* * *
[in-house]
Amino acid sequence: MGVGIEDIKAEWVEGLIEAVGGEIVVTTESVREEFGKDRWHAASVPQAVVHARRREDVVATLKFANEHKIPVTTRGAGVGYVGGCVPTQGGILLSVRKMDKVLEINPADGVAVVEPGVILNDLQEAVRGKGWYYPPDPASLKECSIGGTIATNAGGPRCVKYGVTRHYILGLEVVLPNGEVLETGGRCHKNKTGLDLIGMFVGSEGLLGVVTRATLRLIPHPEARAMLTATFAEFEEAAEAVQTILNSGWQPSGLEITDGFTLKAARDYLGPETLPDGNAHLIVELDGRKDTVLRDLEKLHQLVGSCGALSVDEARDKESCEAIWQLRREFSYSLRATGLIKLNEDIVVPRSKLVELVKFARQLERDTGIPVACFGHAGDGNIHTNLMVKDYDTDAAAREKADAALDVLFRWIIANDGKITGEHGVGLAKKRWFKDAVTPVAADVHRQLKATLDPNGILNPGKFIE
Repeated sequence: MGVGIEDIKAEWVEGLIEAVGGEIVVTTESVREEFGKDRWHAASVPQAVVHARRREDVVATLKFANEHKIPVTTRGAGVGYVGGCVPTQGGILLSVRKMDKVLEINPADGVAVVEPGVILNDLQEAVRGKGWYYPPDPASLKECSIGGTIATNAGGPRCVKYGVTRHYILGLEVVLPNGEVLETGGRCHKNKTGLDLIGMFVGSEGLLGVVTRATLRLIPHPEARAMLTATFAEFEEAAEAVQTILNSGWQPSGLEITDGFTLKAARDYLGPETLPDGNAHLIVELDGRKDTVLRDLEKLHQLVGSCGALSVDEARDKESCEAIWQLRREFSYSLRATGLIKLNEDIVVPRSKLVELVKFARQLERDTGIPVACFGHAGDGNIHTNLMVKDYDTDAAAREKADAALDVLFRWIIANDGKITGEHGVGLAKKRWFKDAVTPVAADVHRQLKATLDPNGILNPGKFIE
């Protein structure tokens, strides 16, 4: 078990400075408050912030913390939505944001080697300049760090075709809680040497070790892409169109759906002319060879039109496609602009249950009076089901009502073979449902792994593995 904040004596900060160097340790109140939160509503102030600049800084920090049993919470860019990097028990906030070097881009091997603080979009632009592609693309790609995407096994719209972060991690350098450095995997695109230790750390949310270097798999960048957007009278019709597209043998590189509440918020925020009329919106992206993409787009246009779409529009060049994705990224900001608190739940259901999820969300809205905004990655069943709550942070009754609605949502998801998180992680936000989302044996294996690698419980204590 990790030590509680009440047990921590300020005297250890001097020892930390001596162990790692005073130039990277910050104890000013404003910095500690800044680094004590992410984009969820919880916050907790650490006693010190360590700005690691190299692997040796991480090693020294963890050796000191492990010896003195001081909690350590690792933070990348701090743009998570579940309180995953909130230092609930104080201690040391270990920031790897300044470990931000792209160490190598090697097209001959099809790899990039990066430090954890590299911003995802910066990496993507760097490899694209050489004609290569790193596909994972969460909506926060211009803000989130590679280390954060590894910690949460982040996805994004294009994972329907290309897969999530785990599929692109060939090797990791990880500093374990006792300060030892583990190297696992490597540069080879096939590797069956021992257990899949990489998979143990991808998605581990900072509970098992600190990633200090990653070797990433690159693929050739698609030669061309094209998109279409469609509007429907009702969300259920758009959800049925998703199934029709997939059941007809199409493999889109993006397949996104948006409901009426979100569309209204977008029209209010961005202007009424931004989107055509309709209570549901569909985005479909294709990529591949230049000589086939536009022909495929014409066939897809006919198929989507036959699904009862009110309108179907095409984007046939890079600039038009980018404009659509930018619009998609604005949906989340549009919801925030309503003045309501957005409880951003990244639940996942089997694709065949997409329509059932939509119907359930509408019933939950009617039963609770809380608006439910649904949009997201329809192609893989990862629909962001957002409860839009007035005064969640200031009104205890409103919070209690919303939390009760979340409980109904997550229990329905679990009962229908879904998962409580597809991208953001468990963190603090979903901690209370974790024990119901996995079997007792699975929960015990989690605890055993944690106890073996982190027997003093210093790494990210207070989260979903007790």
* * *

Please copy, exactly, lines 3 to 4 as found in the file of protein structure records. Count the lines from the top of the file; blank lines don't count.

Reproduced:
Repeated sequence: MGVGIEDIKAEWVEGLIEAVGGEIVVTTESVREEFGKDRWHAASVPQAVVHARRREDVVATLKFANEHKIPVTTRGAGVGYVGGCVPTQGGILLSVRKMDKVLEINPADGVAVVEPGVILNDLQEAVRGKGWYYPPDPASLKECSIGGTIATNAGGPRCVKYGVTRHYILGLEVVLPNGEVLETGGRCHKNKTGLDLIGMFVGSEGLLGVVTRATLRLIPHPEARAMLTATFAEFEEAAEAVQTILNSGWQPSGLEITDGFTLKAARDYLGPETLPDGNAHLIVELDGRKDTVLRDLEKLHQLVGSCGALSVDEARDKESCEAIWQLRREFSYSLRATGLIKLNEDIVVPRSKLVELVKFARQLERDTGIPVACFGHAGDGNIHTNLMVKDYDTDAAAREKADAALDVLFRWIIANDGKITGEHGVGLAKKRWFKDAVTPVAADVHRQLKATLDPNGILNPGKFIE
């Protein structure tokens, strides 16, 4: 078990400075408050912030913390939505944001080697300049760090075709809680040497070790892409169109759906002319060879039109496609602009249950009076089901009502073979449902792994593995 904040004596900060160097340790109140939160509503102030600049800084920090049993919470860019990097028990906030070097881009091997603080979009632009592609693309790609995407096994719209972060991690350098450095995997695109230790750390949310270097798999960048957007009278019709597209043998590189509440918020925020009329919106992206993409787009246009779409529009060049994705990224900001608190739940259901999820969300809205905004990655069943709550942070009754609605949502998801998180992680936000989302044996294996690698419980204590 990790030590509680009440047990921590300020005297250890001097020892930390001596162990790692005073130039990277910050104890000013404003910095500690800044680094004590992410984009969820919880916050907790650490006693010190360590700005690691190299692997040796991480090693020294963890050796000191492990010896003195001081909690350590690792933070990348701090743009998570579940309180995953909130230092609930104080201690040391270990920031790897300044470990931000792209160490190598090697097209001959099809790899990039990066430090954890590299911003995802910066990496993507760097490899694209050489004609290569790193596909994972969460909506926060211009803000989130590679280390954060590894910690949460982040996805994004294009994972329907290309897969999530785990599929692109060939090797990791990880500093374990006792300060030892583990190297696992490597540069080879096939590797069956021992257990899949990489998979143990991808998605581990900072509970098992600190990633200090990653070797990433690159693929050739698609030669061309094209998109279409469609509007429907009702969300259920758009959800049925998703199934029709997939059941007809199409493999889109993006397949996104948006409901009426979100569309209204977008029209209010961005202007009424931004989107055509309709209570549901569909985005479909294709990529591949230049000589086939536009022909495929014409066939897809006919198929989507036959699904009862009110309108179907095409984007046939890079600039038009980018404009659509930018619009998609604005949906989340549009919801925030309503003045309501957005409880951003990244639940996942089997694709065949997409329509059932939509119907359930509408019933939950009617039963609770809380608006439910649904949009997201329809192609893989990862629909962001957002409860839009007035005064969640200031009104205890409103919070209690919303939390009760979340409980109904997550229990329905679990009962229908879904998962409580597809991208953001468990963190603090979903901690209370974790024990119901996995079997007792699975929960015990989690605890055993944690106890073996982190027997003093210093790494990210207070989260979903007790």